The risk of letting people campaign for six different national flags for years is that it becomes very difficult to unite around just one flag in the end. The most important purpose of a national flag is that it unites people.

In this scenario, two or three of the flag designs from 2015 are in unofficial use for years to come, causing lots of devisive arguments among New Zealanders and confusion abroad.


Sapphire Jubilee


65 years ago today, on 6 February 1952, Queen Elizabeth II succeeded to the throne of seven different countries: The United Kingdom of Great Britain and Northern Ireland as well as Canada, South Africa, Australia, New Zealand, Pakistan and Ceylon.

When King George VI died, his eldest daughter, 25-year old Princess Elizabeth, had just set out on a royal tour of Australia and New Zealand. She was still in Kenya when the news of the King’s death reached her. The following year on 6 June 1953 she was crowned in Westminster Abbey in London.

British monarchs since the time of Queen Victoria, the first Empress of India, had all been Kings and Emperors. But after World War II the British Empire, spanning dominions, protectorates and colonies on all five continents, entered a period of dissolution. One by one new nations gained independence. In 1947 the Empire of India was partitioned and the main part became the Republic of India.

Pakistan became a republic in 1956. So, at the time of her succession, Elizabeth was also Queen of Pakistan. In 1952 the country consisted of both West Pakistan (present-day Pakistan) and East Pakistan (present-day Bangladesh). At the time of partition in 1947, Pakistan was defined as the majority Muslim territories of British India. The flag of Pakistan, adopted in 1947, was inspired by the flag of the All-India Muslim League. Sectarian violence, the Kashmir conflict and other tensions between Pakistan and India led to four wars including the Bangladesh Liberation War of 1971.

Ceylon only became a republic under the name of Sri Lanka in 1972. A year before Queen Elizabeth II came to the throne, the flag of Ceylon had been changed to include symbols of all three major religious communities on the island. The maroon colour, the lion and the four leaves represent the Sinhalese majority and the Buddhist faith. The orange stripe represents the Sri Lankan Tamils and the Hindu faith. The green stripe represents the Sri Lankan Moors and the Muslim faith.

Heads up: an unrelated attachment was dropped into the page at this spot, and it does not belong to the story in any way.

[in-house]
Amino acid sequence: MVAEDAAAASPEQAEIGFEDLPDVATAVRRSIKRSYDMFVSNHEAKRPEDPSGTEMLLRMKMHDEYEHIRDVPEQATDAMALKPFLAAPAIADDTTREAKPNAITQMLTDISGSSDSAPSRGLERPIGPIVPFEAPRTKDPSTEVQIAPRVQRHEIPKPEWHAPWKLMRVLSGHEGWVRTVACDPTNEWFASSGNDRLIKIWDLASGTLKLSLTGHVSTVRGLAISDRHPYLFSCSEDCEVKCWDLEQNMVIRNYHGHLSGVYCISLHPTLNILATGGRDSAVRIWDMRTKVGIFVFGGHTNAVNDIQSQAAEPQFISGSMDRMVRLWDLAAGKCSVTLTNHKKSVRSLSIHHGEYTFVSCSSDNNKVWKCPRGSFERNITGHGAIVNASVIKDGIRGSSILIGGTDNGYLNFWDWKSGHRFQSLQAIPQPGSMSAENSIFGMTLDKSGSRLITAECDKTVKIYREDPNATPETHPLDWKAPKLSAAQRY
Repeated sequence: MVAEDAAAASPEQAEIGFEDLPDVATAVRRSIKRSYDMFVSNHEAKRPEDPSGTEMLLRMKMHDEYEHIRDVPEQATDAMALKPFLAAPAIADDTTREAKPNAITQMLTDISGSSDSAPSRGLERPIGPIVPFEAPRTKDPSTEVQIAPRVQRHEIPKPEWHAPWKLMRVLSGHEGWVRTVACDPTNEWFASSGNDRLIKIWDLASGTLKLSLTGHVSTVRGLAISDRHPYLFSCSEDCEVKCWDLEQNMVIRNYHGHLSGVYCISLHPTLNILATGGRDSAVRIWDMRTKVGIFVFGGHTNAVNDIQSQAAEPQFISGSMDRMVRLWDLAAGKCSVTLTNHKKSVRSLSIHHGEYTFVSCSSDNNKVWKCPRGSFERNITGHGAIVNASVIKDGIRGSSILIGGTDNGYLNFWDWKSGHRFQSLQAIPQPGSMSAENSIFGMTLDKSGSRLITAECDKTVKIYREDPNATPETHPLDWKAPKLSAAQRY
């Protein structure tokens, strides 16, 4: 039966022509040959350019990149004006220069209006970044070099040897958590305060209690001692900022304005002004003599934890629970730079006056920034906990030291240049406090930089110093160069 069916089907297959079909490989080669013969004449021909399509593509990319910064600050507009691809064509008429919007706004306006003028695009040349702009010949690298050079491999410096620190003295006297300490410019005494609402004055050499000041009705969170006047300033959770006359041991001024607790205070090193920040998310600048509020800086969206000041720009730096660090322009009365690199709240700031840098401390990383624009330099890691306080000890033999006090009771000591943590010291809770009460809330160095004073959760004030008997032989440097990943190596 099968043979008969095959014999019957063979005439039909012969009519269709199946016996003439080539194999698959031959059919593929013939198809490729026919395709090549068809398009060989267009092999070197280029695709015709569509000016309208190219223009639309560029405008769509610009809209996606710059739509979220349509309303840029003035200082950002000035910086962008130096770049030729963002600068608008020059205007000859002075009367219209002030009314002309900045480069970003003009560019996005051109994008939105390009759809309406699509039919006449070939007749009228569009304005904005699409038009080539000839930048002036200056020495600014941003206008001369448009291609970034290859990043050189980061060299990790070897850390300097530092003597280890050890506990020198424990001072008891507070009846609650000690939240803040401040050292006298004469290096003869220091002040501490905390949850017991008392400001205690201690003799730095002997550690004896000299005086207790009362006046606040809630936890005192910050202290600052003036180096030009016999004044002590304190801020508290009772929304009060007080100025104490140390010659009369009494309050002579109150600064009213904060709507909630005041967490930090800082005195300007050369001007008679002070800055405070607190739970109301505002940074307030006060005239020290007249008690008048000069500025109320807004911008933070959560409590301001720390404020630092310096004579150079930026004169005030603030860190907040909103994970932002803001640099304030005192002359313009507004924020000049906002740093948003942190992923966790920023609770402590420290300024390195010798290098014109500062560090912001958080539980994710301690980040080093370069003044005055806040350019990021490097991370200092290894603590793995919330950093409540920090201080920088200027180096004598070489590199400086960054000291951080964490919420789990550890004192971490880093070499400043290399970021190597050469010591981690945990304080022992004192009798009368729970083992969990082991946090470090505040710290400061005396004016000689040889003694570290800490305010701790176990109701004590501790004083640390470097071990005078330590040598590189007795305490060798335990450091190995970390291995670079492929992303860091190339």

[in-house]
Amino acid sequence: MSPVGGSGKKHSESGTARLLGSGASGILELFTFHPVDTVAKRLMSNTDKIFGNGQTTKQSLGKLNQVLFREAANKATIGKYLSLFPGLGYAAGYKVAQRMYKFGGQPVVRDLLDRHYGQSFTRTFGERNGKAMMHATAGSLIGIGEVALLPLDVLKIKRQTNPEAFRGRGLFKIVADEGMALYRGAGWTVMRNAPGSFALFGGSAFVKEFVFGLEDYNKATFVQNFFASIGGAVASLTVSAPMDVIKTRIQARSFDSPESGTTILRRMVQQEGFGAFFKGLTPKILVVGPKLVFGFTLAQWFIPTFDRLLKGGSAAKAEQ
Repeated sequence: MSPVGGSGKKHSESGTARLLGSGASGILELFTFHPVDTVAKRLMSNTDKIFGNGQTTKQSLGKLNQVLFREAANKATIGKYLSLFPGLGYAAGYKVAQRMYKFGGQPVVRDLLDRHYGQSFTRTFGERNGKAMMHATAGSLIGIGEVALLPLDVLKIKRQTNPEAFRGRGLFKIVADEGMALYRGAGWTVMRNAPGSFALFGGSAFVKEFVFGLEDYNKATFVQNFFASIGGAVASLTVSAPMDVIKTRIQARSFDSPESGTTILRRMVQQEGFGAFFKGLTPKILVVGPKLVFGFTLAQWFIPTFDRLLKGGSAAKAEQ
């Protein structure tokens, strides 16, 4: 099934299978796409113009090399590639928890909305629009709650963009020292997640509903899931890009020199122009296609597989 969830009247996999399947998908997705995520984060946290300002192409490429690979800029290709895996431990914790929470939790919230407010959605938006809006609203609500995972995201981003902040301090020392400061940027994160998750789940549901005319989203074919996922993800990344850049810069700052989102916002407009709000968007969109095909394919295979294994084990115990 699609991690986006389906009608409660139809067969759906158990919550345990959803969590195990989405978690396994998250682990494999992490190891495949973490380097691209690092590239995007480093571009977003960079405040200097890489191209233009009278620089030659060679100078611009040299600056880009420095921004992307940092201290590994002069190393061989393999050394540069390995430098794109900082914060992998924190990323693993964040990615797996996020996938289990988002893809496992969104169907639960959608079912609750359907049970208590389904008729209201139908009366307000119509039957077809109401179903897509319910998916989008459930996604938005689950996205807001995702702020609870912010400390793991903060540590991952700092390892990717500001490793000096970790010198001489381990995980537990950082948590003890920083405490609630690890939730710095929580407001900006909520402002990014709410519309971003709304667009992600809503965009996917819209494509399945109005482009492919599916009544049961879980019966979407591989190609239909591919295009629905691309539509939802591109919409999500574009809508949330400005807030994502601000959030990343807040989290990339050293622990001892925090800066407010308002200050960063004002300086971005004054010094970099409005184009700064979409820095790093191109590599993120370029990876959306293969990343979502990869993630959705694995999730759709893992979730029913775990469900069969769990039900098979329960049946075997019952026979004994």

The Statute of Westminster in 1931 underlined the equal status of the United Kingdom and all of the so-called Dominions, e.g. Australia, Canada, New Zealand and South Africa. Already at the beginning of the 20th Century the nominal independence of these countries had been established.

South Africa was a monarchy in 1952, having been established in 1910 with the unification of four previous British colonies: the Cape, Natal, Transvaal and the Orange River Colony (the former Oranje Free State). The flag of South Africa between 1928 and 1994 put together the British Union Flag and flags of the former Dutch Boer republics. South Africa became a republic in 1961. Princess Elizabeth had visited the country in 1947 with her parents. Not until the end of Apartheid did she revisit. Elizabeth II, the former Queen of South Africa, was received by Nelson Mandela, the first black South African president in 1995.

Canada, Australia and New Zealand remained monarchies. Today, they are among the 16 independent nations where Queen Elizabeth II is the head of state, represented in everyday constitutional life by a Governor-General. The flags of New Zealand and Australia stem from the 1900s. The flag of Canada was a version of the British Red Ensign until 1965 when the red and white Maple Leaf (or l’Unifolié) was adopted.